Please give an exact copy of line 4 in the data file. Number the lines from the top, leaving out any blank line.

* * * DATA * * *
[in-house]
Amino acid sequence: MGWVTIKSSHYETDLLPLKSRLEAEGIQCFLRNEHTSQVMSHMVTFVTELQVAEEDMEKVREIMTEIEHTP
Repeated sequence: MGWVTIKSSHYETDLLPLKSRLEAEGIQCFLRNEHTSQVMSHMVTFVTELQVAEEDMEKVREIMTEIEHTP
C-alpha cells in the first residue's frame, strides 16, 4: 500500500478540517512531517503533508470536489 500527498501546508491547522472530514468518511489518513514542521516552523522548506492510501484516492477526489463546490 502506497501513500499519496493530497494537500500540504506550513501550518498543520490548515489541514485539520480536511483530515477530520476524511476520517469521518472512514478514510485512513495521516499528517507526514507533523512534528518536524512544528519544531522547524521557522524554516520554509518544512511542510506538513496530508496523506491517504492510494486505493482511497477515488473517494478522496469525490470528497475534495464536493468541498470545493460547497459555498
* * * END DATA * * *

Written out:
C-alpha cells in the first residue's frame, strides 16, 4: 500500500478540517512531517503533508470536489 500527498501546508491547522472530514468518511489518513514542521516552523522548506492510501484516492477526489463546490 502506497501513500499519496493530497494537500500540504506550513501550518498543520490548515489541514485539520480536511483530515477530520476524511476520517469521518472512514478514510485512513495521516499528517507526514507533523512534528518536524512544528519544531522547524521557522524554516520554509518544512511542510506538513496530508496523506491517504492510494486505493482511497477515488473517494478522496469525490470528497475534495464536493468541498470545493460547497459555498